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Anthony Piazza
Ms. Jennifer Murray
15 October 2014
An Analysis of the Use of Texts in Discogs
The discourse community I have been researching is Discogs, a database and marketplace
for physical music media. The goal of Discogs is to build the biggest and most comprehensive
music database and marketplace (Discogs: About). Users maintain accuracy in the database by
working together to add and edit releases. The purpose of this analysis is to examine the data
found in each source and form connections. To do this, emphasis will be placed on Discogs
communication methods with its users, the progression from novice to expert, and the
connections between the survey I conducted and other sources. Of all the different forms of
communication used, the most effective is adding a new release as it contributes most directly to
the goal of Discogs.
The About and Guidelines pages on Discogs are most likely written as a collaboration by
different employees to reflect the views of the company as a whole. Both pages do not list an
author, however the About page has a section featuring the Discogs Team, comprised of only
26 members. While the About section is short and brief, the Guidelines page is extensive
with over 20 hyperlinks leading to pages that describe the rules in greater detail. Aside from the
differing aesthetics there lies a more important connection between these two sources: Discogs
created both pages for the purpose of informing users through texts. The sources provide an
efficient means of communication between Discogs and its users. The About page informs

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readers about the company and its history while the Guidelines page is aimed at users who are
new to the site. By communicating effectively with its users, Discogs ensured that its users can
communicate with each other.
The Add Release form is a crucial element in the discourse of Discogs as it contributes to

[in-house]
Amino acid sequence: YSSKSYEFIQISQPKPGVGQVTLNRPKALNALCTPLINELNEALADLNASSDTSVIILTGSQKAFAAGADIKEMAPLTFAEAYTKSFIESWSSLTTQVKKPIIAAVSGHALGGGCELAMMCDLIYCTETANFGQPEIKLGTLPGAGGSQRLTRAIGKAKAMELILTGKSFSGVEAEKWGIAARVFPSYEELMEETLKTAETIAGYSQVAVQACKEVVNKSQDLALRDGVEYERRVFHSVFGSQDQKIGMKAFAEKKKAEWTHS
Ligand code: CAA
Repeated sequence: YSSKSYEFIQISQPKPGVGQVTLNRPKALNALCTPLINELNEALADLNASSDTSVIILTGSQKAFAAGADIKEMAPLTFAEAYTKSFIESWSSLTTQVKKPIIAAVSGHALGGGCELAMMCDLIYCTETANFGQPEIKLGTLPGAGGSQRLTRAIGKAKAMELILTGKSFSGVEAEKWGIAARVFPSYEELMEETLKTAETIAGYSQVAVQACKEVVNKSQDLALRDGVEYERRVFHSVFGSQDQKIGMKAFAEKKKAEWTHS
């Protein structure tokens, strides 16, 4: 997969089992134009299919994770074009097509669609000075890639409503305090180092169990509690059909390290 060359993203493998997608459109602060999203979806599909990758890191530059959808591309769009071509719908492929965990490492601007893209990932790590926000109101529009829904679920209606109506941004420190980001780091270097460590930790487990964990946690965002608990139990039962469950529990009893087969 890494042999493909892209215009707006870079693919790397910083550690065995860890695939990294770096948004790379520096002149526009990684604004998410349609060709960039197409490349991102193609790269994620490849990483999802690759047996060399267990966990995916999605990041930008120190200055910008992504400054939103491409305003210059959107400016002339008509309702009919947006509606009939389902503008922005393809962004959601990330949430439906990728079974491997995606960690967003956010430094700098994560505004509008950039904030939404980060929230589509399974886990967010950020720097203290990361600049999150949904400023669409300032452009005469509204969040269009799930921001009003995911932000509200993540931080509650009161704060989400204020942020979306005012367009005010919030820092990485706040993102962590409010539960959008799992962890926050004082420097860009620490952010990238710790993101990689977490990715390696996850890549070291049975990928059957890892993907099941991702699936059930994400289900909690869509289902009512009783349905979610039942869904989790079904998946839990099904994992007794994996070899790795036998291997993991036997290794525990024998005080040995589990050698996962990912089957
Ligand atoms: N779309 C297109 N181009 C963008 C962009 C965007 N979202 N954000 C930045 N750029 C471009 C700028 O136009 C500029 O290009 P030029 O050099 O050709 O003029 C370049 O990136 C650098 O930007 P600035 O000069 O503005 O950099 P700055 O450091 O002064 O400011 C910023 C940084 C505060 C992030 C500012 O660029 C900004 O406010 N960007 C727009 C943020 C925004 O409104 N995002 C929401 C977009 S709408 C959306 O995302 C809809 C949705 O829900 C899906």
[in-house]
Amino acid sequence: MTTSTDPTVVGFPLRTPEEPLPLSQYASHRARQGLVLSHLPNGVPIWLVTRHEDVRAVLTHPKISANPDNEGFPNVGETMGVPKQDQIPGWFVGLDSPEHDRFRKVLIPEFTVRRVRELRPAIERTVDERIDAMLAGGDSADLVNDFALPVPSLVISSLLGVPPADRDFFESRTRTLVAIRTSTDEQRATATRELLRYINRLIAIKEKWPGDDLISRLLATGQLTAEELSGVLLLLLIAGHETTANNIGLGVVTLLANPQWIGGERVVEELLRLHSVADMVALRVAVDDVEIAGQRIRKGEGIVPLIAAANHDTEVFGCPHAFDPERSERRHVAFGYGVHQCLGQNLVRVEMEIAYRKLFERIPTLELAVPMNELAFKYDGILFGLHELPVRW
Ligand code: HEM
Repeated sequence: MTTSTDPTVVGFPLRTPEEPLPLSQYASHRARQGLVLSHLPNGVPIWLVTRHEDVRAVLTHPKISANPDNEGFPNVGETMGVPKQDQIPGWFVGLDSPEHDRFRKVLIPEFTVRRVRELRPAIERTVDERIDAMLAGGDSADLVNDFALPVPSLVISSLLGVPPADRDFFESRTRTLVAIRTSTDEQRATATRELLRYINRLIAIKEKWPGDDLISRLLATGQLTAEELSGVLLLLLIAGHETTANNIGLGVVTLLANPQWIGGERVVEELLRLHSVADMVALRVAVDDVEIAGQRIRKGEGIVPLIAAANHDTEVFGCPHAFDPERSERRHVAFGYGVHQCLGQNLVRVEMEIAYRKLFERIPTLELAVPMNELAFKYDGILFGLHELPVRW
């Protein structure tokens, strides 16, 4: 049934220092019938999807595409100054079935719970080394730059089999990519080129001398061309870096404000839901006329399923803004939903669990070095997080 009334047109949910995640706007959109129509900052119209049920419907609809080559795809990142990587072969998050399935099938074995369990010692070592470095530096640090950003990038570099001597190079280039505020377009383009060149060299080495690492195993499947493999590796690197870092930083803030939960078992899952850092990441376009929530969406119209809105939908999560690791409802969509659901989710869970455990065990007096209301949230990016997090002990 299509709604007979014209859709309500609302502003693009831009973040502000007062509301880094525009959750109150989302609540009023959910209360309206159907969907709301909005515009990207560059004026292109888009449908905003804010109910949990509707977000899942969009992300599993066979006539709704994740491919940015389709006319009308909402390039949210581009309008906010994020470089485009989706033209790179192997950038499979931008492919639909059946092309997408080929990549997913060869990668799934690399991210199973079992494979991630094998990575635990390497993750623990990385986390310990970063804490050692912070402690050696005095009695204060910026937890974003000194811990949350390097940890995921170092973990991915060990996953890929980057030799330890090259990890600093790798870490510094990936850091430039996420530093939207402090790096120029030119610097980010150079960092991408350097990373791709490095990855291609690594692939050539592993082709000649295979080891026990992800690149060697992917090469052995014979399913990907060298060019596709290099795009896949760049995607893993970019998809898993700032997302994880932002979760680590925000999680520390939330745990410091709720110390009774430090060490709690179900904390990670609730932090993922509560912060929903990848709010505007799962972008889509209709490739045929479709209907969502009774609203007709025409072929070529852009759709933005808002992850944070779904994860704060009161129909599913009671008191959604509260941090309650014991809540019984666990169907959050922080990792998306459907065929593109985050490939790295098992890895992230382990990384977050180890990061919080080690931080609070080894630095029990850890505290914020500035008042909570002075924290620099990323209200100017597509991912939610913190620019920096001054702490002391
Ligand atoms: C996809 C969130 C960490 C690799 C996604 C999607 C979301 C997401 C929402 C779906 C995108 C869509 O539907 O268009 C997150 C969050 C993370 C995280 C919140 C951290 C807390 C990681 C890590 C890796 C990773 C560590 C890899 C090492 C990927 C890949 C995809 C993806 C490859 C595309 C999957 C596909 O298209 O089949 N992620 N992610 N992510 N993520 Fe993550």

expanding the size and accuracy of the database. The form includes detailed information of the
specific release in order to guarantee that the item is indeed a unique addition to the database.
Users also collaborate by checking each other for accuracy in the submissions. The form is
influenced by the Guidelines as the two sources are supposed to be used simultaneously. While
a user is adding a new release, Discogs suggests they have the Guidelines readily available if
needed. This also relates directly to what John Swales means in Approaching the Concept of
Discourse Community when he says, the discourse community survives by providing
information and feedback (Swales 5). Discogs is focused on the idea of sharing information
with other users and the world through their database. By providing feedback on the submissions
of each others contributions, users are keeping the discourse of Discogs alive.
Swales develops on the idea of a discourse community by stating the survival of the community
depends on a reasonable ratio between expert and novices (Swales 6). When explaining this
sixth characteristic of a discourse community, Swales states that people enter the community as
an apprentice. A vinyl collector who begins using Discogs could be considered an apprentice.
Someone who has been using the site for a while and has a form grasp of how things work could